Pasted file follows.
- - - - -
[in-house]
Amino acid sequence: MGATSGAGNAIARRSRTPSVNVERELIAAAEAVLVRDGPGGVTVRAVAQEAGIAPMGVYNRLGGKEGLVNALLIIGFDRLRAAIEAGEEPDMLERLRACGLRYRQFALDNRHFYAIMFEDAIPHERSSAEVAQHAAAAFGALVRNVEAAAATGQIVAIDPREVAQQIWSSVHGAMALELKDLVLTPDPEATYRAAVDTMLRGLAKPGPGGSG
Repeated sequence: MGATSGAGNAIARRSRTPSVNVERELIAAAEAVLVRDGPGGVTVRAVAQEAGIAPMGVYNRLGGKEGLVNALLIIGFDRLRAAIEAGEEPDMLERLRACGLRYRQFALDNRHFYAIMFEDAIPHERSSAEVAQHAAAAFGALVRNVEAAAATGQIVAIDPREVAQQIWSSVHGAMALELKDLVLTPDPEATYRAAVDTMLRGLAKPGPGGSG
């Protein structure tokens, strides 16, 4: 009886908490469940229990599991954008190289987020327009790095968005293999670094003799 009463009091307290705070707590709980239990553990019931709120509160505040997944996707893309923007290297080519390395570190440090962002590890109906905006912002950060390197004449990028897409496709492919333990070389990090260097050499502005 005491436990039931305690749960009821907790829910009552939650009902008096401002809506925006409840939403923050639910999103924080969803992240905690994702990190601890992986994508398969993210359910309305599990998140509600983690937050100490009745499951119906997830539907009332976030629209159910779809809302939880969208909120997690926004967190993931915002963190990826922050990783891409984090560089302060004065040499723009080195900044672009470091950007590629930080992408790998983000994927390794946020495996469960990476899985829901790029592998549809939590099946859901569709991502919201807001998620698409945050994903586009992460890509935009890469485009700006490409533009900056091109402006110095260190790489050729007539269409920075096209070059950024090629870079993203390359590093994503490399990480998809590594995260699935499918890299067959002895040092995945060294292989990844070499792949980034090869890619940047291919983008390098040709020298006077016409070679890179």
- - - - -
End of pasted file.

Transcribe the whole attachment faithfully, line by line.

[in-house]
Amino acid sequence: MGATSGAGNAIARRSRTPSVNVERELIAAAEAVLVRDGPGGVTVRAVAQEAGIAPMGVYNRLGGKEGLVNALLIIGFDRLRAAIEAGEEPDMLERLRACGLRYRQFALDNRHFYAIMFEDAIPHERSSAEVAQHAAAAFGALVRNVEAAAATGQIVAIDPREVAQQIWSSVHGAMALELKDLVLTPDPEATYRAAVDTMLRGLAKPGPGGSG
Repeated sequence: MGATSGAGNAIARRSRTPSVNVERELIAAAEAVLVRDGPGGVTVRAVAQEAGIAPMGVYNRLGGKEGLVNALLIIGFDRLRAAIEAGEEPDMLERLRACGLRYRQFALDNRHFYAIMFEDAIPHERSSAEVAQHAAAAFGALVRNVEAAAATGQIVAIDPREVAQQIWSSVHGAMALELKDLVLTPDPEATYRAAVDTMLRGLAKPGPGGSG
């Protein structure tokens, strides 16, 4: 009886908490469940229990599991954008190289987020327009790095968005293999670094003799 009463009091307290705070707590709980239990553990019931709120509160505040997944996707893309923007290297080519390395570190440090962002590890109906905006912002950060390197004449990028897409496709492919333990070389990090260097050499502005 005491436990039931305690749960009821907790829910009552939650009902008096401002809506925006409840939403923050639910999103924080969803992240905690994702990190601890992986994508398969993210359910309305599990998140509600983690937050100490009745499951119906997830539907009332976030629209159910779809809302939880969208909120997690926004967190993931915002963190990826922050990783891409984090560089302060004065040499723009080195900044672009470091950007590629930080992408790998983000994927390794946020495996469960990476899985829901790029592998549809939590099946859901569709991502919201807001998620698409945050994903586009992460890509935009890469485009700006490409533009900056091109402006110095260190790489050729007539269409920075096209070059950024090629870079993203390359590093994503490399990480998809590594995260699935499918890299067959002895040092995945060294292989990844070499792949980034090869890619940047291919983008390098040709020298006077016409070679890179």